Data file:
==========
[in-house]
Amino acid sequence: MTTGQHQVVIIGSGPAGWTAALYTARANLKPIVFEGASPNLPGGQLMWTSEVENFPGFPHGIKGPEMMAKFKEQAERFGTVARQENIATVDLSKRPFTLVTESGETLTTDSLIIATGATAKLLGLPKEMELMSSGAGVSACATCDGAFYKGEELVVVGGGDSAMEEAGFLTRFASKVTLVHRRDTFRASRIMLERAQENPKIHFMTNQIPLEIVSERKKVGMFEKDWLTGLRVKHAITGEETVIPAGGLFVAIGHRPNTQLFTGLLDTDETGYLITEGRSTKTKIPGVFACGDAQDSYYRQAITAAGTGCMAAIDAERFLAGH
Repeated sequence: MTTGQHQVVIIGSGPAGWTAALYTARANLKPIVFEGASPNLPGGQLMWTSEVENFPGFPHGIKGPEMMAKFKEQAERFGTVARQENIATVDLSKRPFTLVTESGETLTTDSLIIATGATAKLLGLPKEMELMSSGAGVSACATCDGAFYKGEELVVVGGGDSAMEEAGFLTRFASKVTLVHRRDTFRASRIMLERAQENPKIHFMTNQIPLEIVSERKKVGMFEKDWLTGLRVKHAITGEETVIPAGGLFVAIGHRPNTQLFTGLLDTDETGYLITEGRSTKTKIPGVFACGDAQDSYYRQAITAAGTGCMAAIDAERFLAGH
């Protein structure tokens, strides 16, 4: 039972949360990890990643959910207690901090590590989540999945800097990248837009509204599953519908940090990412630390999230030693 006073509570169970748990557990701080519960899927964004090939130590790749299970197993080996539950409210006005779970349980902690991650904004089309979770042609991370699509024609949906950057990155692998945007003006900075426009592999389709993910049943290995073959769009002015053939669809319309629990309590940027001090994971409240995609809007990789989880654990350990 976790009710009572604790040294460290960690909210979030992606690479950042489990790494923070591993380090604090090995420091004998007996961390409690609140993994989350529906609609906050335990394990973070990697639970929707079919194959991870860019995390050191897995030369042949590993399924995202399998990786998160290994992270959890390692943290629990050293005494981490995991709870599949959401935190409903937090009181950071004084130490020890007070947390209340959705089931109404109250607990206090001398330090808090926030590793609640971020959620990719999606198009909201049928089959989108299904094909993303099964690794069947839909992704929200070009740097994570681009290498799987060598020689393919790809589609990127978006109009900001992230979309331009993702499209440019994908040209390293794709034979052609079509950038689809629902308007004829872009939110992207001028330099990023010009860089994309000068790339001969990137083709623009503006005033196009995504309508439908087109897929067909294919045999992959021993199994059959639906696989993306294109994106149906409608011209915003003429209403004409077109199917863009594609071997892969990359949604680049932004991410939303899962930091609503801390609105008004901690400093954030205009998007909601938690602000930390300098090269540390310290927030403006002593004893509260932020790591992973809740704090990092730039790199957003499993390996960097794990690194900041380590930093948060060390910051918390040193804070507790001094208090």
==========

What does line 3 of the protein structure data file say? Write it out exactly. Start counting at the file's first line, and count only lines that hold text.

Repeated sequence: MTTGQHQVVIIGSGPAGWTAALYTARANLKPIVFEGASPNLPGGQLMWTSEVENFPGFPHGIKGPEMMAKFKEQAERFGTVARQENIATVDLSKRPFTLVTESGETLTTDSLIIATGATAKLLGLPKEMELMSSGAGVSACATCDGAFYKGEELVVVGGGDSAMEEAGFLTRFASKVTLVHRRDTFRASRIMLERAQENPKIHFMTNQIPLEIVSERKKVGMFEKDWLTGLRVKHAITGEETVIPAGGLFVAIGHRPNTQLFTGLLDTDETGYLITEGRSTKTKIPGVFACGDAQDSYYRQAITAAGTGCMAAIDAERFLAGH